(Pic credits to Oxford Business Group)

The unemployment rate in Brunei is a cause of worry that has to be fixed quickly in order for our country to continue to grow and develop sustainably. To accomplish this objective, many noteworthy job creation policies have been created and sustained by the government especially in regards to medium- and high-skilled work. The Pulau Muara Besar project, which was originally initiated and proposed by BEDB, is a prime example of a policy that can generate thousands of jobs for our people.

However more needs to be done. It is the objective of this essay to propose for the government to carry out an active labour policy to absorb the unemployed into the labour force. An active labour policy can be defined as a policy where jobs previously held by non-locals in the private sector should be actively replaced by locals. Training, subsidies and perhaps even the introduction of the minimum wage policy could be introduced to spur locals to take up jobs, particularly low-skilled jobs.

Before anyone evaluate this work as a form of “economic nationalism”, we must consider that providing jobs to the locals is a prime responsibility of all governments in the world today. This includes Brunei. It does not mean that all non-locals should be replaced, but rather that the existing expats and migrant workers should train our locals in a way that our country will eventually achieve self-reliance that will ultimately benefit the socioeconomic development of Brunei and other nations.

Achieving self-reliance in our labour force is key to bolstering our economic performance and would enable us to continually import a larger base of expats and migrant workers to work with the Bruneian workforce. In such a way the cycle of virtuous growth and increased demands for more labour can propel itself sustainably in the many, many years to come. If our people are forever dependent on others then our economic development will not be as enriching than it could otherwise have been for our people and other nationals.

On the subject of Active Labour Policy, it is the primary interest of the government to identify and select industries that are currently ripe for job creation for the locals. These industries include construction, food and beverage, logistics, education, commercial retail stores, and much more. Most of these jobs may be within the fields of low-skilled work, but if worked on or “activated” they should easily create thousands of jobs for the locals.

Next, the Active Labour Policy should be passed into law with legislation enforcing businesses to hire locals or at the very least to give these businesses incentives to hire locals, such as giving them tax-cuts or subsidies. Bus companies in Brunei, for instance, hire non-locals as drivers and conductors. Why should our local buses not be driven by local people? If these bus companies hire locals, hundreds of jobs can immediately be created for our people.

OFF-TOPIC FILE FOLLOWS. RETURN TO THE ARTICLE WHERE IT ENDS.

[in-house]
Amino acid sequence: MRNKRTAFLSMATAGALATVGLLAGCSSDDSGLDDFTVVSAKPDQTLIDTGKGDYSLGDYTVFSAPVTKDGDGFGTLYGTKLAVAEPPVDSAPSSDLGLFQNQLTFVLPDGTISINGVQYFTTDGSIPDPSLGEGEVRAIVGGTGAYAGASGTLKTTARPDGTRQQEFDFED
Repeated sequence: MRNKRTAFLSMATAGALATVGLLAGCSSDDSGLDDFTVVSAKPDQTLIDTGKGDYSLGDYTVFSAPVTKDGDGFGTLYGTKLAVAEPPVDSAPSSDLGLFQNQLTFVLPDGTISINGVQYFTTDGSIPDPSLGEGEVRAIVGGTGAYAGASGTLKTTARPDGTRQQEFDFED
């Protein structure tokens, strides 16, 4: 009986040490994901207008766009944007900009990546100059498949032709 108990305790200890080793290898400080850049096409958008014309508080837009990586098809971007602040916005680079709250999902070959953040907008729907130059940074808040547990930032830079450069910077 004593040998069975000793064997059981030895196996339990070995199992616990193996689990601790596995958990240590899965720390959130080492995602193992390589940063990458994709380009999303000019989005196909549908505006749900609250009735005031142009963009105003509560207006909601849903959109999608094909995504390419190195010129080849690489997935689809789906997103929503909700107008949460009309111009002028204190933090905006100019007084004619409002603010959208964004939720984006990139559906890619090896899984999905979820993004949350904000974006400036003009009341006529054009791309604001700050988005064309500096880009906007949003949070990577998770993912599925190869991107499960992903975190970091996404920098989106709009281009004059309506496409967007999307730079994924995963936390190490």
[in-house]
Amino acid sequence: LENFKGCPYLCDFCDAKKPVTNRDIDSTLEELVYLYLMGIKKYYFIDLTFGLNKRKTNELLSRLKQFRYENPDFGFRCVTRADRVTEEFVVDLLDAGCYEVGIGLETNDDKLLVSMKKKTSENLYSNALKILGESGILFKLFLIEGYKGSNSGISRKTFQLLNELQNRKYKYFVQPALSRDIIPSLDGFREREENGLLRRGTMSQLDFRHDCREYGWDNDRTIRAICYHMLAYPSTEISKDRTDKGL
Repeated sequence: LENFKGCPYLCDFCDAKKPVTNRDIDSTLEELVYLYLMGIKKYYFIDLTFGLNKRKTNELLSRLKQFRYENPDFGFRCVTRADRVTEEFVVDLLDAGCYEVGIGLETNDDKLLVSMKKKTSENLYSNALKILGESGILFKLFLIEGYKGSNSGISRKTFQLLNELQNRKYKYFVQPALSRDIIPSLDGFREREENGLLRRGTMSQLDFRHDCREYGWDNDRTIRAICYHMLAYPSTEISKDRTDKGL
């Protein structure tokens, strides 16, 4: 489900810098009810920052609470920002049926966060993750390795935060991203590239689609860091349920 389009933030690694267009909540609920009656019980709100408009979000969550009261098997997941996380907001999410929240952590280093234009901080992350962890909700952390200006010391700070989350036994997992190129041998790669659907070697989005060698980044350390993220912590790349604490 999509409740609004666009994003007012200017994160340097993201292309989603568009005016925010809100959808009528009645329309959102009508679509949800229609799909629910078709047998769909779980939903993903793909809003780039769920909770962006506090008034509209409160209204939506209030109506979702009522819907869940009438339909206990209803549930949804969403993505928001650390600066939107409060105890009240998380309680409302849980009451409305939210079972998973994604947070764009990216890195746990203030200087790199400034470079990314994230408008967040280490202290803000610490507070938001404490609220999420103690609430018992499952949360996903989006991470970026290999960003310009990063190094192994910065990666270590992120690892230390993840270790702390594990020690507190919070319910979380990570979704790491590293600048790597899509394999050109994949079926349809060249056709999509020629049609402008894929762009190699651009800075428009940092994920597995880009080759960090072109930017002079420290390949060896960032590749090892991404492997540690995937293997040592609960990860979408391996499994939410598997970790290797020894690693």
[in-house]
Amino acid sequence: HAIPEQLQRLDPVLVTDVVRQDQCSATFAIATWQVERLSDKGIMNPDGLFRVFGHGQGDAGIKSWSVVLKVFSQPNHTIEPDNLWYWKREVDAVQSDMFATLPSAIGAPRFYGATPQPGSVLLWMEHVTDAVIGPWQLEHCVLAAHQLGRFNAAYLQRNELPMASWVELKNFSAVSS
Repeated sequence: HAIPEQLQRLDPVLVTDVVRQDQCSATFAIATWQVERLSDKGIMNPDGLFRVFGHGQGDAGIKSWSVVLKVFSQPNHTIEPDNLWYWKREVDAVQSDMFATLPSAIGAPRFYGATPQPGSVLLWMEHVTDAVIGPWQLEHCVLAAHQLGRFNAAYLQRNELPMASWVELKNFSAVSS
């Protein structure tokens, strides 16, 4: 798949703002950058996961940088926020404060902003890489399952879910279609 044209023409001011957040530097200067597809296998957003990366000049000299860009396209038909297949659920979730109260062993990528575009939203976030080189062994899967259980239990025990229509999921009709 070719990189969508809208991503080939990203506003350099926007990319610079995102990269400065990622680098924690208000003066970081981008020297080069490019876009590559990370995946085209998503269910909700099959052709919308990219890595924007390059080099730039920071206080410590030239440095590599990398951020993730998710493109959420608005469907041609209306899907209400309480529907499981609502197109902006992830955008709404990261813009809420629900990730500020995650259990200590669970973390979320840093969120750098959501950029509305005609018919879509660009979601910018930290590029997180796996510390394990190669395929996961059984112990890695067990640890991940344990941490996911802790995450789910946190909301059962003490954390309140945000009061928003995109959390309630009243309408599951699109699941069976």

It is extremely saddening to hear that many businesses refuse to hire locals on the basis that they do not “work hard enough” or that they are “lazy”. Whilst some of these allegations may be true, to generalise 12,000 people who are currently unemployed to be within that descriptions is just wrong and it reflects the lack of faith in the Bruneian workforce. Next, it shows that these types of businesses only want people who they can easily control, exploit, and commoditise, i.e. the migrant workers whose passports they could allegedly keep so that they have to work beyond the 8 hour time frame.

To put our people into work, the government must also consider introducing a minimum wage within the industries selected for the policy. No one wants to be paid a pittance of $300 per month or less in a full-time job. Even the Indonesian and Philippines embassies successfully negotiated to raise the minimum wage for their people working in this country to at least $450 per month, as a way to protect and uphold their people’s welfare in their own form of “economic nationalism”.

If they can raise their minimum wage, we can too. Its introduction should not be immediate but rather gradually within a set industry. For instance, a bus driver and a bus conductor should have a minimum wage between $450-$500 per month. If our locals are offered $300 per month, then the government can pay the extra $150 as a subsidy for the company as a short-term incentive to hire and train the labour force.

But if the company still refuses to pay our workers in full, then they should seriously question their allegiance to their country and people, and consider that after all the years of holding the license to operate the company they have failed to pay back the society that has given them much. There has to be an equitable balance between profit and society. In any case, the government should revoke their license and tender them in the open market.

In regards to training, this is easily augmented with the existing IBTE, polytechnic and technical education programmes. If a person lacks the skill-sets then they should be trained on the job so they can operate their duties successfully. In addition, the government can always subsidise a person’s probation period in a company where he or she will be getting the hang of the business before officially starting work.

To conclude, Brunei should introduce an Active Labour Policy to put our unemployed 12,000 people to work. Training, subsidies, or even minimum wages could potentially be incorporated into the job creation programme. We must also understand that it is Brunei’s interest that its people’s welfare will be protected, and that as Brunei succeeds others can join in the growth as well.